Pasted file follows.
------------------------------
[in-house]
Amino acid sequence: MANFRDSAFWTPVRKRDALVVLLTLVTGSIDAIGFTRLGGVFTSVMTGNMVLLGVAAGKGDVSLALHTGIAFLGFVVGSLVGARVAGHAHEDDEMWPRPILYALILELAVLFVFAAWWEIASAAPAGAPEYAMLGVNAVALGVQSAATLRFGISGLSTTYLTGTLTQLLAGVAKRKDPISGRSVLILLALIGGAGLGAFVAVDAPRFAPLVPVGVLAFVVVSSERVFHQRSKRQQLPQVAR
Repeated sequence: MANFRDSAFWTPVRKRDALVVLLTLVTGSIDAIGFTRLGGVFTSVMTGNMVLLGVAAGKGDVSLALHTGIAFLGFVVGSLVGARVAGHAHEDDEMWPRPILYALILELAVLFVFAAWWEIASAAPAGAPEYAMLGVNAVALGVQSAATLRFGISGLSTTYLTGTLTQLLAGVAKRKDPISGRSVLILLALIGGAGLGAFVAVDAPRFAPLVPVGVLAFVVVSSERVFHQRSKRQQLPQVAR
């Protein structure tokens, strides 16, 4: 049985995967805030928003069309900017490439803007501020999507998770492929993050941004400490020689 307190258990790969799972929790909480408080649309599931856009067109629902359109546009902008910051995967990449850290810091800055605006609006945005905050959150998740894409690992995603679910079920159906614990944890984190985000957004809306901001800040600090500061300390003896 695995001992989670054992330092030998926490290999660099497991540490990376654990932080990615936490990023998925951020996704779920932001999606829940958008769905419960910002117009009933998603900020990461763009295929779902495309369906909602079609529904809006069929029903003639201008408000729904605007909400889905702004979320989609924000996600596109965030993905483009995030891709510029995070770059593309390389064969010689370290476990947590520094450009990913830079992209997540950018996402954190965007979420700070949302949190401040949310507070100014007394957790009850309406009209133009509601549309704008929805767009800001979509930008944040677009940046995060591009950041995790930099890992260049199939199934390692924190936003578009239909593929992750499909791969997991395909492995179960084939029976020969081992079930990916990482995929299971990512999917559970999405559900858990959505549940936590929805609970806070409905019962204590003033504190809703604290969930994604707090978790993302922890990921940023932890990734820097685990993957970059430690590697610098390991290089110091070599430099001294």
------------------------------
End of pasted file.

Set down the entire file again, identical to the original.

[in-house]
Amino acid sequence: MANFRDSAFWTPVRKRDALVVLLTLVTGSIDAIGFTRLGGVFTSVMTGNMVLLGVAAGKGDVSLALHTGIAFLGFVVGSLVGARVAGHAHEDDEMWPRPILYALILELAVLFVFAAWWEIASAAPAGAPEYAMLGVNAVALGVQSAATLRFGISGLSTTYLTGTLTQLLAGVAKRKDPISGRSVLILLALIGGAGLGAFVAVDAPRFAPLVPVGVLAFVVVSSERVFHQRSKRQQLPQVAR
Repeated sequence: MANFRDSAFWTPVRKRDALVVLLTLVTGSIDAIGFTRLGGVFTSVMTGNMVLLGVAAGKGDVSLALHTGIAFLGFVVGSLVGARVAGHAHEDDEMWPRPILYALILELAVLFVFAAWWEIASAAPAGAPEYAMLGVNAVALGVQSAATLRFGISGLSTTYLTGTLTQLLAGVAKRKDPISGRSVLILLALIGGAGLGAFVAVDAPRFAPLVPVGVLAFVVVSSERVFHQRSKRQQLPQVAR
């Protein structure tokens, strides 16, 4: 049985995967805030928003069309900017490439803007501020999507998770492929993050941004400490020689 307190258990790969799972929790909480408080649309599931856009067109629902359109546009902008910051995967990449850290810091800055605006609006945005905050959150998740894409690992995603679910079920159906614990944890984190985000957004809306901001800040600090500061300390003896 695995001992989670054992330092030998926490290999660099497991540490990376654990932080990615936490990023998925951020996704779920932001999606829940958008769905419960910002117009009933998603900020990461763009295929779902495309369906909602079609529904809006069929029903003639201008408000729904605007909400889905702004979320989609924000996600596109965030993905483009995030891709510029995070770059593309390389064969010689370290476990947590520094450009990913830079992209997540950018996402954190965007979420700070949302949190401040949310507070100014007394957790009850309406009209133009509601549309704008929805767009800001979509930008944040677009940046995060591009950041995790930099890992260049199939199934390692924190936003578009239909593929992750499909791969997991395909492995179960084939029976020969081992079930990916990482995929299971990512999917559970999405559900858990959505549940936590929805609970806070409905019962204590003033504190809703604290969930994604707090978790993302922890990921940023932890990734820097685990993957970059430690590697610098390991290089110091070599430099001294």